The second phase wasn’t a straight knockout round. Instead, and as part of the expansion to 24 teams, the round was made up of 4 groups of 3 teams. Old enemy West Germany would be the first test, and after a goalless draw the odds were in England’s favour to progress. The Germans beat hosts Spain and England knew a win by two clear goals would see them through to the semi-finals. Spain would not want to go out of their own tournament with a loss held England at bay, and when Greenwood rolled the dice and brought on his two superstars with 25 minutes to go it seemed too late. Trevor Brooking and Kevin Keegan had a quarter of the match to win the game. They almost did. Brooking was wide with a long-range effort and Keegan agonisingly flashed a header wide when it seemed easier to score.

England went out undefeated but with pride restored. Greenwood would now step down and his successor had something to build upon. Bobby Robson was that man. His Ipswich Town team had conquered Europe, and finish runners-up in the First Division in two consecutive seasons, playing free flowing attacking football. After an inconspicuous start and failing to qualify for the European Championships in France he set about his goal of taking England to another World Cup.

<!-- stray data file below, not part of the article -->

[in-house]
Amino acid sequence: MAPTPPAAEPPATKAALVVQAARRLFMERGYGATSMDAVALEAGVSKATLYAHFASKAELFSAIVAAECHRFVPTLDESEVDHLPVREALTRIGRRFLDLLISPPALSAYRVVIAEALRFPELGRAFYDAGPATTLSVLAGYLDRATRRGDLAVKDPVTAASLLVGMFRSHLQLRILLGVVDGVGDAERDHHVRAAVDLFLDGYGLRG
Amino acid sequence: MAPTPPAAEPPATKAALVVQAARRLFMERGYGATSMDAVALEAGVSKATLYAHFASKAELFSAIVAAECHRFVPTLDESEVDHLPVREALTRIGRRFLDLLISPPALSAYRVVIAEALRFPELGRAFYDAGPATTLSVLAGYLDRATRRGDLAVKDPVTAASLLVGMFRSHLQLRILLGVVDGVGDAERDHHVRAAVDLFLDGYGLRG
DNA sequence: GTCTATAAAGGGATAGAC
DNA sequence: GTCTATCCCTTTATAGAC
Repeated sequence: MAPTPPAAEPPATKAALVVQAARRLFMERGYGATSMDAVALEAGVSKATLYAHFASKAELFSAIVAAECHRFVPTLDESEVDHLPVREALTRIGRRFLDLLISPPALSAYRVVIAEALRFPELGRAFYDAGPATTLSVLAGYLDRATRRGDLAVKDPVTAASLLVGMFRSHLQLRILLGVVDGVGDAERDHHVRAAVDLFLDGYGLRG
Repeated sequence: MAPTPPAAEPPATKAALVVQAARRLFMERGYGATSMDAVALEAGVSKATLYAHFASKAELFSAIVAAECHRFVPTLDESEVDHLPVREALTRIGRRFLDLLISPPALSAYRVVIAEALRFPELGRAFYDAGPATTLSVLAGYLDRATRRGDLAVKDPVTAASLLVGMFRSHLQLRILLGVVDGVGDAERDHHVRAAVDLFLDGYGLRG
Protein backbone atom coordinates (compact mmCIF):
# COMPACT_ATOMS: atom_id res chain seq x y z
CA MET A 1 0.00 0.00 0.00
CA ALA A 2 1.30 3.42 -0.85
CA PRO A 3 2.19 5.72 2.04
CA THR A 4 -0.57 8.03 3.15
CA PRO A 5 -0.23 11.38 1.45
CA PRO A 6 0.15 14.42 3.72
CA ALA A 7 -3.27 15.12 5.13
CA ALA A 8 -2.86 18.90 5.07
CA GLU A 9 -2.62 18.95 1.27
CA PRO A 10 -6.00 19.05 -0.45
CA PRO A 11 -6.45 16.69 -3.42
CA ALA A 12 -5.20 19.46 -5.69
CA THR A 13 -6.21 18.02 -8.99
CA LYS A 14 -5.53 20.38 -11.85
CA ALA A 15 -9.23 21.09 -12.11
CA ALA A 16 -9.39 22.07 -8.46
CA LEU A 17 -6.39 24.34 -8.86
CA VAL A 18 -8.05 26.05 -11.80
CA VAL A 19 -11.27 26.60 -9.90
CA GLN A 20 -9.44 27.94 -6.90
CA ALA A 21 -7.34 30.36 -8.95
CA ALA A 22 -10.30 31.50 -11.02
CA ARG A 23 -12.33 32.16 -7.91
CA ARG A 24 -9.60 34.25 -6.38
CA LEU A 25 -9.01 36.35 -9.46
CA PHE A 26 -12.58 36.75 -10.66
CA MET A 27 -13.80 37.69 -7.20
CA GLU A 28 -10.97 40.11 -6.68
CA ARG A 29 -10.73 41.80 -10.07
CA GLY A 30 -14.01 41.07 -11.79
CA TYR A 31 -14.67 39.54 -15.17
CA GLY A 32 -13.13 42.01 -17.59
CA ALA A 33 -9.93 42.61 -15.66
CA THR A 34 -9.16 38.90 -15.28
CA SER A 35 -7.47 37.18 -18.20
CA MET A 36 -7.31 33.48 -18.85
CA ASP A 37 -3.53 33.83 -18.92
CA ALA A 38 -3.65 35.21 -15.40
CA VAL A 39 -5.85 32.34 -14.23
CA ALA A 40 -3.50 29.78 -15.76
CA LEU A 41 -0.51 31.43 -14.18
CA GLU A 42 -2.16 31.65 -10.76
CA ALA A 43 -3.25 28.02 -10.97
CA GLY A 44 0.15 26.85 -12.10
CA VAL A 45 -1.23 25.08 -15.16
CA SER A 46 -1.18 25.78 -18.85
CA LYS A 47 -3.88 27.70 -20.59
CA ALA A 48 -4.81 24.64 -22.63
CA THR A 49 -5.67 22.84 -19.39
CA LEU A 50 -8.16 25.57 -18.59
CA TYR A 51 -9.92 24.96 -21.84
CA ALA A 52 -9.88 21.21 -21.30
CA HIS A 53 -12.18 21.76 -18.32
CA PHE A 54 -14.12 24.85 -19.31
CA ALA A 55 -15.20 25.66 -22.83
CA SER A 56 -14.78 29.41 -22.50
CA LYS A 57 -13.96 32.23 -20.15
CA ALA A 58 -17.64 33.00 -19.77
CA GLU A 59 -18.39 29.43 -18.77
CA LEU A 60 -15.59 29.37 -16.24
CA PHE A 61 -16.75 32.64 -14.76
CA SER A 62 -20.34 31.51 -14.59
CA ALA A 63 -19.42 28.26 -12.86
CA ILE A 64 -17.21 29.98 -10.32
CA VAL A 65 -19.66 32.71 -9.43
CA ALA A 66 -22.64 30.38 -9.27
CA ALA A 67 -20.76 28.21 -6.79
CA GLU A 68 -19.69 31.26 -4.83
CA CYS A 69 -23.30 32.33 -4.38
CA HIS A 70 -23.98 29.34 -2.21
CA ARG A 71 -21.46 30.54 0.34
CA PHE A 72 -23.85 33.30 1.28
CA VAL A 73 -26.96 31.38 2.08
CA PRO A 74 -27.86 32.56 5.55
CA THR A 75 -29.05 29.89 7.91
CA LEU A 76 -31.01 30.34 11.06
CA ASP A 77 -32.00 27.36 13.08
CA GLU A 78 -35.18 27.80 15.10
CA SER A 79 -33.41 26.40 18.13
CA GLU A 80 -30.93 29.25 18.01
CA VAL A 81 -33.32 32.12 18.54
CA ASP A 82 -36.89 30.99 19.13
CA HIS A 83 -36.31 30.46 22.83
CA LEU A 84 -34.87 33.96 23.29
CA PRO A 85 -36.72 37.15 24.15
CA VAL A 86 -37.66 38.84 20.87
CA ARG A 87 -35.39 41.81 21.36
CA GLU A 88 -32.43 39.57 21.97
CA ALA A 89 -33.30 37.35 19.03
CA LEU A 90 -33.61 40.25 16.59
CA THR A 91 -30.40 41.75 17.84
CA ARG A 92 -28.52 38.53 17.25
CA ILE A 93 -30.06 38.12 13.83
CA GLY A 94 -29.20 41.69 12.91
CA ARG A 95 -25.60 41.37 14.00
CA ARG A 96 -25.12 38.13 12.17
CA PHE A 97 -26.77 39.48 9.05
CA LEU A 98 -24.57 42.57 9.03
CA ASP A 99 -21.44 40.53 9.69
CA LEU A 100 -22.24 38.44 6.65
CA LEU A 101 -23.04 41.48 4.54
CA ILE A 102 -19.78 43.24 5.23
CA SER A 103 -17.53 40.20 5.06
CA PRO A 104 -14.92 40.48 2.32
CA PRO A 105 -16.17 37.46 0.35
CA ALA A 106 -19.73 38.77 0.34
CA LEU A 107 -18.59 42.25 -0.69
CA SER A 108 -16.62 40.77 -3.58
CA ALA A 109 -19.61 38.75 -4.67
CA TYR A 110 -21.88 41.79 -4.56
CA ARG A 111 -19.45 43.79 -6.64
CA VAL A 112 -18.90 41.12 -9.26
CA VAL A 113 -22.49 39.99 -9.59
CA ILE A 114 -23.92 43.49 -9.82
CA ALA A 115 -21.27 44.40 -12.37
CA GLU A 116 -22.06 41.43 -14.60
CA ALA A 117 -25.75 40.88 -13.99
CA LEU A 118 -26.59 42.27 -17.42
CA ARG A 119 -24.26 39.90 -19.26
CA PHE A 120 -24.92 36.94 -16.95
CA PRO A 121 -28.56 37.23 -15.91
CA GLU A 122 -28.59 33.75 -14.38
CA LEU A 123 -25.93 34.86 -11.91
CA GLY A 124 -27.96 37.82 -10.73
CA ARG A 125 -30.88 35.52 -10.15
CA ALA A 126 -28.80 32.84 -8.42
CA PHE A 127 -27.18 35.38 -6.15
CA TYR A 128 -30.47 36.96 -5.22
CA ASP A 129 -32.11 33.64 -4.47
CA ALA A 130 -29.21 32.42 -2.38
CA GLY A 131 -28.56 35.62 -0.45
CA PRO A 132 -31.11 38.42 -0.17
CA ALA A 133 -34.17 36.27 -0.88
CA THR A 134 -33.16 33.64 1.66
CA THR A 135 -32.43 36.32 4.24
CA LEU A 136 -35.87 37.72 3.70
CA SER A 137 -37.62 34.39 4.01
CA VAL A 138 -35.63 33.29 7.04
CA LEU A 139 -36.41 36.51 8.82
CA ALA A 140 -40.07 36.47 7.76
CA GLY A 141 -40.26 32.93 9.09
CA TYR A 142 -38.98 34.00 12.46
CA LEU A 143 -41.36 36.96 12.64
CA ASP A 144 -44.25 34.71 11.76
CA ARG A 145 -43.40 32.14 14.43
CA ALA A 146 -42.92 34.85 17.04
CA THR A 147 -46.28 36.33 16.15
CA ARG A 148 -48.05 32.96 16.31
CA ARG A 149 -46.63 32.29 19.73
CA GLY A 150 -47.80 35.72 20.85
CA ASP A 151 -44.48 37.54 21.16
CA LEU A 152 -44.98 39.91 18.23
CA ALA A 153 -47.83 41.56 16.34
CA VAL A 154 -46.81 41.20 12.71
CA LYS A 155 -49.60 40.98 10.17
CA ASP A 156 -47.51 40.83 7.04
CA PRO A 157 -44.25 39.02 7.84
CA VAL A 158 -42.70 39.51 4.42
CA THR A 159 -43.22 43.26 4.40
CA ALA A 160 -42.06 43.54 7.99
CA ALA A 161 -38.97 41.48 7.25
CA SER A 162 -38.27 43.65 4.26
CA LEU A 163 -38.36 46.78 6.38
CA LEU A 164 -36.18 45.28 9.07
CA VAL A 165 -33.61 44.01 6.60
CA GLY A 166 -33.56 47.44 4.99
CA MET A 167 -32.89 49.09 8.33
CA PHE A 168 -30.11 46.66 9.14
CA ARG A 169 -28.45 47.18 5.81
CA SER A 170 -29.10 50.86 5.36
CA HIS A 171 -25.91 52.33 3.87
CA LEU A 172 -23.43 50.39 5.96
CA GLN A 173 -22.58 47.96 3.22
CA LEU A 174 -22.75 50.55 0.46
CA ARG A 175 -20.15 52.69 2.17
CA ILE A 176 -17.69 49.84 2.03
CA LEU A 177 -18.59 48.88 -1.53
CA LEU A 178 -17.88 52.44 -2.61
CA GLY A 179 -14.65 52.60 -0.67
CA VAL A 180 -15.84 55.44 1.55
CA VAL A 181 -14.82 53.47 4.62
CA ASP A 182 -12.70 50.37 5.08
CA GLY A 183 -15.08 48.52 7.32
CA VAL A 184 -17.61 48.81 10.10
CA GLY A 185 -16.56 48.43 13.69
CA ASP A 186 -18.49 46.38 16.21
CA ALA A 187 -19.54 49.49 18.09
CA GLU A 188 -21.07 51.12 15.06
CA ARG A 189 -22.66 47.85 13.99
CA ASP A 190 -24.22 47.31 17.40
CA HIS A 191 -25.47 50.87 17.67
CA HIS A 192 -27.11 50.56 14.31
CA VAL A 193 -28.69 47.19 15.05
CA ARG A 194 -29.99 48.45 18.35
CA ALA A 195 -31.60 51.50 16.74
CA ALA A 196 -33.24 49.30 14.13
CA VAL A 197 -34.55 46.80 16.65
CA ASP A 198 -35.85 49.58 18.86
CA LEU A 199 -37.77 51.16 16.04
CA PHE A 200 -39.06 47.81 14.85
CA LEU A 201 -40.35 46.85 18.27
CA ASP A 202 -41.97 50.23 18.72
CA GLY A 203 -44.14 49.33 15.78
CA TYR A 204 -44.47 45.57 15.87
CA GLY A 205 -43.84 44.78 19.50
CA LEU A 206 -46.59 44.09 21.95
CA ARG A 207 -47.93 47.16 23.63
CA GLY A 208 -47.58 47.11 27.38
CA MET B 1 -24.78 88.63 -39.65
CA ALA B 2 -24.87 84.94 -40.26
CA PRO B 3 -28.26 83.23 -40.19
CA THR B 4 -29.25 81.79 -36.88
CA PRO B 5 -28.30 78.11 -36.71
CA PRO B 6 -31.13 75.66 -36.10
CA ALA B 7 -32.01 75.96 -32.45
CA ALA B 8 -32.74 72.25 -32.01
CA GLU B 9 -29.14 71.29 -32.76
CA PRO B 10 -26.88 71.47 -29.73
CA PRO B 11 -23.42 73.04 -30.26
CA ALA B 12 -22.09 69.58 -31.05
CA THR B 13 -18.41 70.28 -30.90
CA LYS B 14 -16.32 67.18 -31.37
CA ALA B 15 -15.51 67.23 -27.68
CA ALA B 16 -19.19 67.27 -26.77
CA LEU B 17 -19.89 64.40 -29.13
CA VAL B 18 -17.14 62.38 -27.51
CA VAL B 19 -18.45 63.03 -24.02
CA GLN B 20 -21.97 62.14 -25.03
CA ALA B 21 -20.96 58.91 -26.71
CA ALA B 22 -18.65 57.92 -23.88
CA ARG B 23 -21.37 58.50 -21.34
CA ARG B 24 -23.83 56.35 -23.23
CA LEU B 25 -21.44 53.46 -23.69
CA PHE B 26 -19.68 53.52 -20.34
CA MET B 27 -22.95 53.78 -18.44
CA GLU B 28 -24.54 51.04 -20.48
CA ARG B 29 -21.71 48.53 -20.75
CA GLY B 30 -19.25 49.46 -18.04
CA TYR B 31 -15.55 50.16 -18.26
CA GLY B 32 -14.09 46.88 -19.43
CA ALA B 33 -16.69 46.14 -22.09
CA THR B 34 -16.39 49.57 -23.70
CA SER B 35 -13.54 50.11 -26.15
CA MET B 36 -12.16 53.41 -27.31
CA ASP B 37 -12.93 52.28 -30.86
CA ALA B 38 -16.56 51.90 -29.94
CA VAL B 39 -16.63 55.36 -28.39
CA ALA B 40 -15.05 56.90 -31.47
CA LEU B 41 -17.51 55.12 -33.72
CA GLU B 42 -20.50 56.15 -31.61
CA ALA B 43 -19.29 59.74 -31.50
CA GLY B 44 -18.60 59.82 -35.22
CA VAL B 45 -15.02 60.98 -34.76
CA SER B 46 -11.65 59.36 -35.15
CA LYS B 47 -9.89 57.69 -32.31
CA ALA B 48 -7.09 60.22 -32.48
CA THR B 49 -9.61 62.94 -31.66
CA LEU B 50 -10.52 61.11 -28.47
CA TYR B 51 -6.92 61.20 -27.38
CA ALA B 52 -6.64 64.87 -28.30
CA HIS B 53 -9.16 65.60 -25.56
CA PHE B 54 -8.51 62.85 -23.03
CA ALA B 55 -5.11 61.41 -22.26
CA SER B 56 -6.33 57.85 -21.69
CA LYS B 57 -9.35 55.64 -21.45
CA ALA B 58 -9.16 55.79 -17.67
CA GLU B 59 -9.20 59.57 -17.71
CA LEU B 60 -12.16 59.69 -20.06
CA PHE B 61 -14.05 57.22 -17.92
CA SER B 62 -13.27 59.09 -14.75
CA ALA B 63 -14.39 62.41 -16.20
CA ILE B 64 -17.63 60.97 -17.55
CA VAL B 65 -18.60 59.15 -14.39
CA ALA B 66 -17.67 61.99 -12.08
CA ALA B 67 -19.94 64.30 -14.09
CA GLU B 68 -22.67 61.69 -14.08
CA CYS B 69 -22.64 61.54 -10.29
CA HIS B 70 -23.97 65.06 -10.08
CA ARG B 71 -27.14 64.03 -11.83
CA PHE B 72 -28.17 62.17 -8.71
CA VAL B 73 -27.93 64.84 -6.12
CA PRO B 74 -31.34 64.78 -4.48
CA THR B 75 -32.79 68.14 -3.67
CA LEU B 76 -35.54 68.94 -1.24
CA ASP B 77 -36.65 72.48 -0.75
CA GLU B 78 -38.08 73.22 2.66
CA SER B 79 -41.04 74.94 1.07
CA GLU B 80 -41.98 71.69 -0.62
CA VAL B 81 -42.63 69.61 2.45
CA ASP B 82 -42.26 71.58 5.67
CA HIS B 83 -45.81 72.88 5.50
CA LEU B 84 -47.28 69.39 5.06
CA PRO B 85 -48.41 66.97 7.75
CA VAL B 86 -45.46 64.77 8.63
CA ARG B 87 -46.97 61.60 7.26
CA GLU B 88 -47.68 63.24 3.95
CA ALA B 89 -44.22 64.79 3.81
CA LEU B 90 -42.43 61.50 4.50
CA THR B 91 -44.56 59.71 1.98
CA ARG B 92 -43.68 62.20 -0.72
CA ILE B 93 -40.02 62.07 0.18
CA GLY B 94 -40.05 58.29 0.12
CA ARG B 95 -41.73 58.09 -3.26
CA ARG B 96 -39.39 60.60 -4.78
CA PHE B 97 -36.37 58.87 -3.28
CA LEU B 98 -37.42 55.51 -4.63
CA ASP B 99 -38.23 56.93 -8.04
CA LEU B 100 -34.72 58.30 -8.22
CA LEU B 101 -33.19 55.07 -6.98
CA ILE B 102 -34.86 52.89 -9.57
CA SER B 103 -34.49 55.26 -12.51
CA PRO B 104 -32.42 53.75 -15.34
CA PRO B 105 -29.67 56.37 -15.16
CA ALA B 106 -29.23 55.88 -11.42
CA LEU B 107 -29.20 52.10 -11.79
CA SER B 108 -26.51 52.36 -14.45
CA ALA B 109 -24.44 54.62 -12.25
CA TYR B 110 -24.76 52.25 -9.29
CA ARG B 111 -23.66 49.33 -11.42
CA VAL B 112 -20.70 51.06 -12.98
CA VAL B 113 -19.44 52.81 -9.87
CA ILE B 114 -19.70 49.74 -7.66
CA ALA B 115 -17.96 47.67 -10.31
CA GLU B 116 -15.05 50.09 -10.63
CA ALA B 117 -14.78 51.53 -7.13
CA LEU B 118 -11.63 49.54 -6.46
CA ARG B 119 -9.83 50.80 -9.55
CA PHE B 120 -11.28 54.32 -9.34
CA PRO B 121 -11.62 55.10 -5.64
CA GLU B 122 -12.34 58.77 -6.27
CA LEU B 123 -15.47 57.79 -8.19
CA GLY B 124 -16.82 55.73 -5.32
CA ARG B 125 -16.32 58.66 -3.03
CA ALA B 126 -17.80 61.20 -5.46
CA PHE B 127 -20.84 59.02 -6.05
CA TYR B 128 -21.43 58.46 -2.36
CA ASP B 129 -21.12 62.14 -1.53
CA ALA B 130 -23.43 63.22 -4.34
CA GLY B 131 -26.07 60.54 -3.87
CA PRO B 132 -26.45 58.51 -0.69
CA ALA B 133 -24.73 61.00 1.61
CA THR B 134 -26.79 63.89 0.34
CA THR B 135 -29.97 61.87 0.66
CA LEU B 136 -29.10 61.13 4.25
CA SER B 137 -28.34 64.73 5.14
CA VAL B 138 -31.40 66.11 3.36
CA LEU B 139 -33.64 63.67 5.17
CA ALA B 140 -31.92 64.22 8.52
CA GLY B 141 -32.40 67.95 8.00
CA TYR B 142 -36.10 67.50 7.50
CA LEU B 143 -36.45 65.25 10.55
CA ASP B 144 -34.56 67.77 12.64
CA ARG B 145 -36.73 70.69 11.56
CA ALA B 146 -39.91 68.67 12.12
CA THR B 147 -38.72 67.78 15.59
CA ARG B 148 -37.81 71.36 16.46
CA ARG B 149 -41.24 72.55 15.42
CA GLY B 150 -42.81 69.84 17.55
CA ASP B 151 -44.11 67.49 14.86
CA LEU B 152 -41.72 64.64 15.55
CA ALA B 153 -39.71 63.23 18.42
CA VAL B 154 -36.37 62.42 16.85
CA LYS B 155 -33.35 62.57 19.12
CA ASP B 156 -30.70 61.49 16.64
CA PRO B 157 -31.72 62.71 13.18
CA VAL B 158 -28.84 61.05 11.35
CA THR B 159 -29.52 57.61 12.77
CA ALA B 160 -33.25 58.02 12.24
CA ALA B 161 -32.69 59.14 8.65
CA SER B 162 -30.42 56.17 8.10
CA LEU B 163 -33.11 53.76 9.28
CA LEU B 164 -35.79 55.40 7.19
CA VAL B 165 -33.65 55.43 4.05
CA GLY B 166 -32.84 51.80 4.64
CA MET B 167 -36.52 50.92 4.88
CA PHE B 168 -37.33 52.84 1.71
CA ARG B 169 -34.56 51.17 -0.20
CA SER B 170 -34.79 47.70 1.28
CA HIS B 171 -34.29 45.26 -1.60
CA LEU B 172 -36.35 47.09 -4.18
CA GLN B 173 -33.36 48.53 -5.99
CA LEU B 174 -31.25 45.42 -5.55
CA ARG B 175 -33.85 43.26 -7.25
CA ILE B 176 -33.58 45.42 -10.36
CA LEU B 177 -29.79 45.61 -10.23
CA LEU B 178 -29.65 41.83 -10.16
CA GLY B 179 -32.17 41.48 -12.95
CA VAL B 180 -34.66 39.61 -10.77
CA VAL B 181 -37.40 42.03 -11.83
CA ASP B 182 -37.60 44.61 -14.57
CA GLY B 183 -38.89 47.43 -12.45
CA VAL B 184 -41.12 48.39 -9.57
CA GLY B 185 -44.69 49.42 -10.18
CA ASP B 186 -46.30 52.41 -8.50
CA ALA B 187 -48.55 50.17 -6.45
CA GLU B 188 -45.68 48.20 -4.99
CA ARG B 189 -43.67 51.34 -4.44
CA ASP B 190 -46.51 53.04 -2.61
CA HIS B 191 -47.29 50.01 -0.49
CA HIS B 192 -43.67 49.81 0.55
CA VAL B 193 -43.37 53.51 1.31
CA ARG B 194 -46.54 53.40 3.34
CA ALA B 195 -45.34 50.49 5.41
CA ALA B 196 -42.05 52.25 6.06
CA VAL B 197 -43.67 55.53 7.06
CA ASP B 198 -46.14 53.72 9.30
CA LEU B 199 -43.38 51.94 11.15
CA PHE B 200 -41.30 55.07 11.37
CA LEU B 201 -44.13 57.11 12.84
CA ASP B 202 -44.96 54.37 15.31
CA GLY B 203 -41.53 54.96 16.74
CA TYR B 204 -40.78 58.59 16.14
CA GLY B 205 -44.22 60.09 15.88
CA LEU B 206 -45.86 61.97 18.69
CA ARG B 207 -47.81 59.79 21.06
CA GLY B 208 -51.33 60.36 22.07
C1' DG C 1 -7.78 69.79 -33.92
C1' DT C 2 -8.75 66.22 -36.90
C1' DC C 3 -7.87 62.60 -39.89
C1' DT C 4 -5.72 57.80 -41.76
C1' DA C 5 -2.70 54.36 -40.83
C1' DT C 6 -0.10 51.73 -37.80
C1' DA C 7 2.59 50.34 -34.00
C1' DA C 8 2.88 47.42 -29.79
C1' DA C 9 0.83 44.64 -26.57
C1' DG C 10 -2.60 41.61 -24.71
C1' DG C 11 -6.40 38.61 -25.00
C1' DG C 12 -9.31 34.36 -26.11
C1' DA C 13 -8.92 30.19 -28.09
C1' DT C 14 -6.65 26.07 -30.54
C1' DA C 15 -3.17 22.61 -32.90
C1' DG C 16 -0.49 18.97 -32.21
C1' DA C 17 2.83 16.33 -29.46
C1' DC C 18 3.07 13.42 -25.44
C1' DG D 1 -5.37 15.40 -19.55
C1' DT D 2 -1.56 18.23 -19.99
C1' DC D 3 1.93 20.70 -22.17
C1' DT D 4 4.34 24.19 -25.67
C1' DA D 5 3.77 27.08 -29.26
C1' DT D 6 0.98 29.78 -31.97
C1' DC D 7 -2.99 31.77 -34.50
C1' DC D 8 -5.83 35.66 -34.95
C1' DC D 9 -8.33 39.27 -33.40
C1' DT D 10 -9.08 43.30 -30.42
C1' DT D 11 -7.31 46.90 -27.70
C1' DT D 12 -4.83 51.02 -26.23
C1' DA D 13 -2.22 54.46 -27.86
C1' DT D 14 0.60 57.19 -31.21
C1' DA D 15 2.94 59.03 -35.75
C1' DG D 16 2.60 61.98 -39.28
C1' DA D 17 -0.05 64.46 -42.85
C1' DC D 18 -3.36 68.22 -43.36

Big wins over Finland and Turkey set them on their way, but three straight draws in the middle of the campaign meant they had to finish strong. A win against Turkey at Wembley in October ensured qualification before the last game, a goalless draw against Northern Ireland, which also saw them progress to Mexico. English teams were winning many European competitions and the confidence of the players in the squad was high. Newcomers such as Peter Reid, Steve Hodge, Gary Lineker and Peter Beardsley, who had a collective 27 caps between them would go on to be key members of the team as they progressed.

The group they were drawn in didn’t strike much fear but after an opening loss to Portugal (1-0) the pressure was on. Worse followed when they played Morocco, not only were they on the brink of elimination after a 0-0 draw, they lost captain Robson to a shoulder injury, and then his midfield partner Ray Wilkins was sent off for petulantly throwing the ball at the referee. The incidents were a minute apart just before half-time. But still a win in their last game would see them through.